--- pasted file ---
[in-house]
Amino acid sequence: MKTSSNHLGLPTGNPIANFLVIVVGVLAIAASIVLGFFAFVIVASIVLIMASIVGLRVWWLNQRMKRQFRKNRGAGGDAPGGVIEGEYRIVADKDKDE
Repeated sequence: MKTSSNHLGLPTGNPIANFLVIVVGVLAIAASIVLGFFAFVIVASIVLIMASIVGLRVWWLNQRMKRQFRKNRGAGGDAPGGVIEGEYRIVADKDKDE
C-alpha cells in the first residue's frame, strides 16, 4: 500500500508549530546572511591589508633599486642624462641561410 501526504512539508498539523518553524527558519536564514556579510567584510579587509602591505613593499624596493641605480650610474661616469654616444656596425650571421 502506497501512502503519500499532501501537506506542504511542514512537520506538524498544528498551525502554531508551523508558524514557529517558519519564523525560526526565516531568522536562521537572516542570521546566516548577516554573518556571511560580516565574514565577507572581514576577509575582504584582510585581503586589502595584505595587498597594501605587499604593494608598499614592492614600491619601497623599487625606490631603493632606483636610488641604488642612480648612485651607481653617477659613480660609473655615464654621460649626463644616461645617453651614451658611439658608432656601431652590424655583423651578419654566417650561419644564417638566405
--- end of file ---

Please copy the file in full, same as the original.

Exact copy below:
[in-house]
Amino acid sequence: MKTSSNHLGLPTGNPIANFLVIVVGVLAIAASIVLGFFAFVIVASIVLIMASIVGLRVWWLNQRMKRQFRKNRGAGGDAPGGVIEGEYRIVADKDKDE
Repeated sequence: MKTSSNHLGLPTGNPIANFLVIVVGVLAIAASIVLGFFAFVIVASIVLIMASIVGLRVWWLNQRMKRQFRKNRGAGGDAPGGVIEGEYRIVADKDKDE
C-alpha cells in the first residue's frame, strides 16, 4: 500500500508549530546572511591589508633599486642624462641561410 501526504512539508498539523518553524527558519536564514556579510567584510579587509602591505613593499624596493641605480650610474661616469654616444656596425650571421 502506497501512502503519500499532501501537506506542504511542514512537520506538524498544528498551525502554531508551523508558524514557529517558519519564523525560526526565516531568522536562521537572516542570521546566516548577516554573518556571511560580516565574514565577507572581514576577509575582504584582510585581503586589502595584505595587498597594501605587499604593494608598499614592492614600491619601497623599487625606490631603493632606483636610488641604488642612480648612485651607481653617477659613480660609473655615464654621460649626463644616461645617453651614451658611439658608432656601431652590424655583423651578419654566417650561419644564417638566405